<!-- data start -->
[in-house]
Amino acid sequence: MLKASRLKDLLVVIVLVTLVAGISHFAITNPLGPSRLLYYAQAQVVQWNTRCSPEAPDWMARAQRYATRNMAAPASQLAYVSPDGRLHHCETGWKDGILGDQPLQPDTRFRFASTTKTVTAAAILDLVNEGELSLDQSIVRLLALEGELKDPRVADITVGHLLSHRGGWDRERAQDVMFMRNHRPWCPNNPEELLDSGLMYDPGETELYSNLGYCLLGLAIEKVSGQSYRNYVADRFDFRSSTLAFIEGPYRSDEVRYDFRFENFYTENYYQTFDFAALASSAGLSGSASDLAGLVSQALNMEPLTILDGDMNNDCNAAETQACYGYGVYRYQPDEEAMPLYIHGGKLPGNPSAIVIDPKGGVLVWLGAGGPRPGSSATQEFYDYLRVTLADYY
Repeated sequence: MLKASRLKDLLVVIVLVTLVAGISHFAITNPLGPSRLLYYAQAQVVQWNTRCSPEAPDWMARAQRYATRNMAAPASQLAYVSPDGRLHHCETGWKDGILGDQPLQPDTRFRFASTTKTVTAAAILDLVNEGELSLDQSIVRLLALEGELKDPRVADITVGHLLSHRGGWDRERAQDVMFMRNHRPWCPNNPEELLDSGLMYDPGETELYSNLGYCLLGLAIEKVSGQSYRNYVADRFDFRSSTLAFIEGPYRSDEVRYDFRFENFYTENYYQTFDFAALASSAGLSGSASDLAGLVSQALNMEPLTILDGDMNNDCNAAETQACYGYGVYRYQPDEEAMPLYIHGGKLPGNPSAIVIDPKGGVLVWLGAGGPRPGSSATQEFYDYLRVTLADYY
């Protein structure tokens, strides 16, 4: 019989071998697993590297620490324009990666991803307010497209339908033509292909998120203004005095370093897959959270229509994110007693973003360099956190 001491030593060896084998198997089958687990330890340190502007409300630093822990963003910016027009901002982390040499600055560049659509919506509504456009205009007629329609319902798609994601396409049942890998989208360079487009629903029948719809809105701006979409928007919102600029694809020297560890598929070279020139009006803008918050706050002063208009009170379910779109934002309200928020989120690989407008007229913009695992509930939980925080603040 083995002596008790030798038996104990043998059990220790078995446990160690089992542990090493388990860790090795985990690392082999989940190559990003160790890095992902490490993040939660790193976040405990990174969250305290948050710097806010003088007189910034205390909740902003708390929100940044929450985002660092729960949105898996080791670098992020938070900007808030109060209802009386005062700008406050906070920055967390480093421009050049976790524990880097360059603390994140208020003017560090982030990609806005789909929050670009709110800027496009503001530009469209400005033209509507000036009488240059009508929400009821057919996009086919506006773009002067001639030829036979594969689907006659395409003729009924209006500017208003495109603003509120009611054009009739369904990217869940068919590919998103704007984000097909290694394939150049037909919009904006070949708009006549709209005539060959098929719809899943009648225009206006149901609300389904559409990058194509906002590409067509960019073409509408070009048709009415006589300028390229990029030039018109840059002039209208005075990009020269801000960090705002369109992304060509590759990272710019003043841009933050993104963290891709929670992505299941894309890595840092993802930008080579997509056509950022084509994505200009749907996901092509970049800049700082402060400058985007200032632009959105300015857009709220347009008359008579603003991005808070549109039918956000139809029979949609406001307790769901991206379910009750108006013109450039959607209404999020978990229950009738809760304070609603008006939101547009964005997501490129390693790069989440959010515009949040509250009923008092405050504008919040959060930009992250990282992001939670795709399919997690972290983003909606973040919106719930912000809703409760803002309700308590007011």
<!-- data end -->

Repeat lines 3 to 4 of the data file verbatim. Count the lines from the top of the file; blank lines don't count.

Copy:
Repeated sequence: MLKASRLKDLLVVIVLVTLVAGISHFAITNPLGPSRLLYYAQAQVVQWNTRCSPEAPDWMARAQRYATRNMAAPASQLAYVSPDGRLHHCETGWKDGILGDQPLQPDTRFRFASTTKTVTAAAILDLVNEGELSLDQSIVRLLALEGELKDPRVADITVGHLLSHRGGWDRERAQDVMFMRNHRPWCPNNPEELLDSGLMYDPGETELYSNLGYCLLGLAIEKVSGQSYRNYVADRFDFRSSTLAFIEGPYRSDEVRYDFRFENFYTENYYQTFDFAALASSAGLSGSASDLAGLVSQALNMEPLTILDGDMNNDCNAAETQACYGYGVYRYQPDEEAMPLYIHGGKLPGNPSAIVIDPKGGVLVWLGAGGPRPGSSATQEFYDYLRVTLADYY
């Protein structure tokens, strides 16, 4: 019989071998697993590297620490324009990666991803307010497209339908033509292909998120203004005095370093897959959270229509994110007693973003360099956190 001491030593060896084998198997089958687990330890340190502007409300630093822990963003910016027009901002982390040499600055560049659509919506509504456009205009007629329609319902798609994601396409049942890998989208360079487009629903029948719809809105701006979409928007919102600029694809020297560890598929070279020139009006803008918050706050002063208009009170379910779109934002309200928020989120690989407008007229913009695992509930939980925080603040 083995002596008790030798038996104990043998059990220790078995446990160690089992542990090493388990860790090795985990690392082999989940190559990003160790890095992902490490993040939660790193976040405990990174969250305290948050710097806010003088007189910034205390909740902003708390929100940044929450985002660092729960949105898996080791670098992020938070900007808030109060209802009386005062700008406050906070920055967390480093421009050049976790524990880097360059603390994140208020003017560090982030990609806005789909929050670009709110800027496009503001530009469209400005033209509507000036009488240059009508929400009821057919996009086919506006773009002067001639030829036979594969689907006659395409003729009924209006500017208003495109603003509120009611054009009739369904990217869940068919590919998103704007984000097909290694394939150049037909919009904006070949708009006549709209005539060959098929719809899943009648225009206006149901609300389904559409990058194509906002590409067509960019073409509408070009048709009415006589300028390229990029030039018109840059002039209208005075990009020269801000960090705002369109992304060509590759990272710019003043841009933050993104963290891709929670992505299941894309890595840092993802930008080579997509056509950022084509994505200009749907996901092509970049800049700082402060400058985007200032632009959105300015857009709220347009008359008579603003991005808070549109039918956000139809029979949609406001307790769901991206379910009750108006013109450039959607209404999020978990229950009738809760304070609603008006939101547009964005997501490129390693790069989440959010515009949040509250009923008092405050504008919040959060930009992250990282992001939670795709399919997690972290983003909606973040919106719930912000809703409760803002309700308590007011």